Ceske’ Buchty or Czech Apple-Filled Yeast Cake

Yeast dough is the basis for many desserts in the Czech Republic, among them buchty, stuffed buns; bohemian tarts, little pizza-like confections with filling placed in hollowed centers on top; and moravian tarts, which are prepared like buchty, but then flattened like bohemian tarts and the depression filled in
the same way.

Zuzana fills her buchty with sweet cheese. Here, I combine Czech culture with Jewish tradition, placing the symbolic holiday apple inside the traditional Czech dough and making it into a ring to symbolize a year of never-ending good.

4–41⁄4 cups all purpose flour
1 package rapid rise yeast
2 eggs
3⁄4 teaspoon vanilla extract
1 cup milk (skim or 2% is fine)
1⁄2 cup sugar
1⁄2 cup (1 stick) unsalted butter
1 teaspoon salt
1⁄8 teaspoon nutmeg
1 Tablespoon oil
1 egg combined with 1 Tablespoon of water (egg wash)
1⁄4 cup sugar mixed with 1 teaspoon cinnamon (topping)

  1. Place 3 cups of flour and the yeast in the bowl of an electric mixer fitted with a dough hook (or place in a 4-quart bowl if mixing by hand). Combine for 10 seconds, making sure the yeast is incorporated with the flour. Set aside.

  2. Lightly beat the eggs and the vanilla in a small bowl. Set aside.

  3. Combine the milk, sugar, butter, salt, and nutmeg in a 1-quart saucepan. Over moderate heat, stir occasionally until the sugar and butter dissolve and the mixture is hot to the touch, but not simmering (about 120ºF).

  4. With the mixer turned on low speed, or while you are stirring, carefully add the hot liquid to the flour mixture. Immediately pour in the egg mixture, stirring until well combined.

  5. Gradually add the remaining flour, again on low speed or by hand. Knead the dough for approximately 7 minutes, until it is smooth and not very sticky.

  6. Rub a 3-quart bowl with the oil. Place the dough in the bowl and turn it over to fully coat with oil. Cover with plastic wrap and place in a draft-free area such as a turned-off oven. Let the dough
    rise for about 1–3 hours until it is double in size. To have the dough rise slowly, place it in
    the refrigerator overnight.

  7. While the dough rises, make the Fresh Apple Spice Filling (on right).

  8. When the dough has risen, punch it down. Roll the dough on a flat surface lightly dusted with confectioner’s sugar or flour. If making rings, divide the dough in half and roll out into 8" x 14" rectangles of about ¼-inch thickness. If making stuffed buchty, cut the rolled dough into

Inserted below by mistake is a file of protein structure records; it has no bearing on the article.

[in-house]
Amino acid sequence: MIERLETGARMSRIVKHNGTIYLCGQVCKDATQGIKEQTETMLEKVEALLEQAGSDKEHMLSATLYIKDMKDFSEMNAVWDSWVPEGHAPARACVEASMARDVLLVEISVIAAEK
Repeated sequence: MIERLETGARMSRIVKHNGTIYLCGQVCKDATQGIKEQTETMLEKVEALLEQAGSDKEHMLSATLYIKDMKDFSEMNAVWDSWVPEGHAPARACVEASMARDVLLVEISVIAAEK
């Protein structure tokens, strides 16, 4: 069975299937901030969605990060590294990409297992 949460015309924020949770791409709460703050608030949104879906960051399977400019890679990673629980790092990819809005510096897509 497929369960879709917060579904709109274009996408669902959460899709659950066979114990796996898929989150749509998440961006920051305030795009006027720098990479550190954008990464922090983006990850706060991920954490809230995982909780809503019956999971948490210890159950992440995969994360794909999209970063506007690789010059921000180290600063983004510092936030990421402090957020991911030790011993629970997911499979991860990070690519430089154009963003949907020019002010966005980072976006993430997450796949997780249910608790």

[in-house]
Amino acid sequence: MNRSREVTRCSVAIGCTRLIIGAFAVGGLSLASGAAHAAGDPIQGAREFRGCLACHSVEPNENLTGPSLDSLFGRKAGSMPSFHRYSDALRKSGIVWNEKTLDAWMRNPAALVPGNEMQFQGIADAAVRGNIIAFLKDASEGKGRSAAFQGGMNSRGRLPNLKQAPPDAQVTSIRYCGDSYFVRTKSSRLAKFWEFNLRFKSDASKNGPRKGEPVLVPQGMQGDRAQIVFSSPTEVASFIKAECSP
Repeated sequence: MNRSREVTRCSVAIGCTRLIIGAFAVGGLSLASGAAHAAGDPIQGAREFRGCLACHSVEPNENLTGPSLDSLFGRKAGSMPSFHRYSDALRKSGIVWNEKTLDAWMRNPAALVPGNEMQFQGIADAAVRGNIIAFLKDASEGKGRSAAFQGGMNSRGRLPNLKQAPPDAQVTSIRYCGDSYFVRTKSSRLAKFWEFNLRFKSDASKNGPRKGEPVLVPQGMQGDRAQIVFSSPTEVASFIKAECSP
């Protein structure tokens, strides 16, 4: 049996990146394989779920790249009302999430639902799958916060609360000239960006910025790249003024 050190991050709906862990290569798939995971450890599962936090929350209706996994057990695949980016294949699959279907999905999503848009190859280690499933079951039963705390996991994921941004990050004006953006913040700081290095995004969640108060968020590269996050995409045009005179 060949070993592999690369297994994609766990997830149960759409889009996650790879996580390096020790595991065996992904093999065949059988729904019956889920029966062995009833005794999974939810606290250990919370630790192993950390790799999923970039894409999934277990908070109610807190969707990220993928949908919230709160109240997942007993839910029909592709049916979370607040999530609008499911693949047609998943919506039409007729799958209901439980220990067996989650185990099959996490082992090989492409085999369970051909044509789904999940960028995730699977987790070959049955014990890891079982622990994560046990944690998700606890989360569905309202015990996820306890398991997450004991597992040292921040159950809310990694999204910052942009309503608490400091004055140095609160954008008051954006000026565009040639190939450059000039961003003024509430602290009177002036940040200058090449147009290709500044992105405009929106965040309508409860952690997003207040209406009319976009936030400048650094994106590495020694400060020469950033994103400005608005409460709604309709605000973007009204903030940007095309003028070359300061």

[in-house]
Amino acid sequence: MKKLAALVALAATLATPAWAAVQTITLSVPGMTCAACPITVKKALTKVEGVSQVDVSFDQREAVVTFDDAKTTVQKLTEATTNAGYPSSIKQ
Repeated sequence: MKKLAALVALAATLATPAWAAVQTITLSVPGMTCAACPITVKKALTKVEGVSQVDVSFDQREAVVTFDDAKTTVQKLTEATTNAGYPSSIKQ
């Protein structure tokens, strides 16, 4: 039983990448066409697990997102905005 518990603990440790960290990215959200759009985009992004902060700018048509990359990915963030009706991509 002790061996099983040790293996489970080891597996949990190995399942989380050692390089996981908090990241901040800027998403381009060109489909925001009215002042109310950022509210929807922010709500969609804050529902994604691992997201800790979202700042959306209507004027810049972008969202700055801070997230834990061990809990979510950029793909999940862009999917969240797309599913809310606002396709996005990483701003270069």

2 or 3-inch circles.

  9. For large rings, spread half of the filling onto each rectangle, leaving a l-inch border on the top and ends, then roll up from the long side. Join the ends together to form a ring and pinch to seal them. Place the seam side down on a parchment-lined, low-sided cookie sheet. Let the dough rise for about another 30-45 minutes, until it’s doubled in size. Brush with egg wash and sprinkle with cinnamon and sugar. Bake at 350ºF for 35–40 minutes or until the rings are golden brown and hollow sounding when thumped with your fingers. Cool for at least 30 minutes before cutting and serving. Yield: 2 9-inch rings, about 24 servings.

  10. For individual buchty, place 1 heaping teaspoon of filling in the center of each dough circle. Fold up the sides to seal the filling and create a round ball. Place on a parchment-lined, low-sided cookie sheet. Let it rise for about another ½ hour, until doubled in size. Brush with egg wash and sprinkle with cinnamon and sugar. Bake at 350ºF for 20–30 minutes, until the buchty are golden brown and hollow sounding when thumped with your fingers. Serve warm or room temperature. Yield: about 2 dozen fruit-filled dumplings or 24 servings.


Fresh Apple Spice Filling

1⁄2 cup raisins
2 teaspoons dark rum
2 apples (Jonagold or Gala preferred)
2 Tablespoons sugar
2 teaspoons ground cinnamon
2 teaspoons cornstarch or 2 Tablespoons honey cake crumbs

  1. Combine the raisins and rum in a small custard cup. Set aside.

  2. Peel, core, and dice the apples into 1⁄2-inch chunks. Place in a bowl and combine with the soaked raisins and remaining ingredients. Cover. Set aside until needed. Yield: enough for 2 rings
    or 24 buchty.


Tina’s Tidbit

  • If you let your dough rise in the refrigerator, bring it to room temperature for 15–30 minutes before you roll out and shape it. It will roll out much more easily; you’ll be glad you waited.

Tina D. Wasserman, a member of Temple Emanu-El in Dallas, is the author of the URJ Press book, Entree to Judaism. She also teaches at her own cooking school, writes a kosher cooking newsletter on the Internet, and serves as a culinary scholar-in-residence throughout the U.S. and Europe.



 


Union for Reform Judaism.